Pot Luck

Odd Pair: Twinkies and Nicolas Hermen Piesporter Goldtropfchen Spatlese

This week, we were feeling a bit nostalgic, so we decided to pair Twinkies with wine. We haven't had a Twinkie since we were about 12 years old. But you're never too old for a Twinkie.

People have been enjoying Twinkies since 1930. Today you can even find them battered and fried on restaurant menus and at local fairs. There is a rumor that Twinkies will last forever, but they only last about 25 days. According to Snopes, the lack of dairy products in Twinkies allows them to last longer than most baked goods. We're not even going to guess what's in the vanilla cream filling if not dairy.

As tempting as fried Twinkies sound, we stuck with the old-school version. When we asked our wine guru for a wine recommendation to pair with them, we were greeted with shocked silence. "Twinkies," he repeated to make sure he heard us correctly. "Twinkies are hard, because they have a buttery cake outside and a sweet, but flavorless inside." When you describe them like that, Twinkies don't sound nearly as appetizing as we remembered. But something keeps drawing people back -- Hostess sells about 500 million of them a year.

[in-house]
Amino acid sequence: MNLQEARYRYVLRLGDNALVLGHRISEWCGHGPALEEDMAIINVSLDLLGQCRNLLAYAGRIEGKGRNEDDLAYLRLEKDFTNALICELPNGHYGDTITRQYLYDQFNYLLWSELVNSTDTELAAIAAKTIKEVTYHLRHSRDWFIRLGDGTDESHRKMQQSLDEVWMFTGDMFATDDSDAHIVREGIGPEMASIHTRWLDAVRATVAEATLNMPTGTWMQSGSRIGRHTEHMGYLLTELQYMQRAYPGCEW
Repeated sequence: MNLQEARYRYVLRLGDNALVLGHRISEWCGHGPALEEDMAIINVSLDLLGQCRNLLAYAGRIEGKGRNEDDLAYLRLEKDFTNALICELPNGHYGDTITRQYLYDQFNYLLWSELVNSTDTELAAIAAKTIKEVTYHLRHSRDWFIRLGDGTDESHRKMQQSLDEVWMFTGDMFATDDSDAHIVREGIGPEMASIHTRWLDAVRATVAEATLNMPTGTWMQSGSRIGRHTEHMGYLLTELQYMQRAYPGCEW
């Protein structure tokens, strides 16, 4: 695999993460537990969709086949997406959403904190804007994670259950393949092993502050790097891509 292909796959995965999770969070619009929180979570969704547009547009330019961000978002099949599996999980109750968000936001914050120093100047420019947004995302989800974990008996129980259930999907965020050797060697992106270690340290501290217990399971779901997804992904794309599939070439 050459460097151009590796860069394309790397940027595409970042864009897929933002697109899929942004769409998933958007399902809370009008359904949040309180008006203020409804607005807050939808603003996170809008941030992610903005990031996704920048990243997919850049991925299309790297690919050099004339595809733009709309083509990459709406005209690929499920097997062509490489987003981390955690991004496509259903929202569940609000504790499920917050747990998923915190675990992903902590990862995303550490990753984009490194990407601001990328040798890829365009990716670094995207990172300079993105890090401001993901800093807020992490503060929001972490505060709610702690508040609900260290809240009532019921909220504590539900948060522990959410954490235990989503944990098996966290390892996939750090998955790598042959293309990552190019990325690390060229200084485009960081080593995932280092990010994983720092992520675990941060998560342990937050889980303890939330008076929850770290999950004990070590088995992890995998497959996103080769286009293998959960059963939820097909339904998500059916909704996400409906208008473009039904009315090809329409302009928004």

Our wine guru finally settled on the Nicolas Hermen Piesporter Goldtropfchen Spatlese for our childhood indulgence. "The Twinkies need something sweet but not overly sweet," he explained. "If you have a dry wine with the Twinkies, the wine will taste bitter." He learned this lesson the hard way while tasting cakes for his wedding. "This German Riesling is sweet without being syrupy," he told us. Spatlese is a late-harvest wine made from fully ripe grapes. With our unpronounceable Riesling in hand, we headed home for our childhood dessert with a grown-up twist.

What surprised us most was that this seemingly light-bodied wine coated our mouths, almost like whole milk. We expected it to be light and crisp, leaving a clean feeling in the mouth. Instead, the sweet wine had a rich, velvety mouth feel. In the glass, the wine smelled floral but tasted more like sweet pineapple. The super-sweet Twinkie actually mellowed some of the wine's sweetness, reaching a nice balance.

We couldn't eat more than a few bites, though. The combo reminded us of eating a rich chocolate cake with lukewarm milk. It tastes delicious, but you still need cold milk or water to really wash it down. Although we may not try it again, we're glad to know there's a wine out there for Twinkies, just in case we have another craving.

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Jane Catherine Collins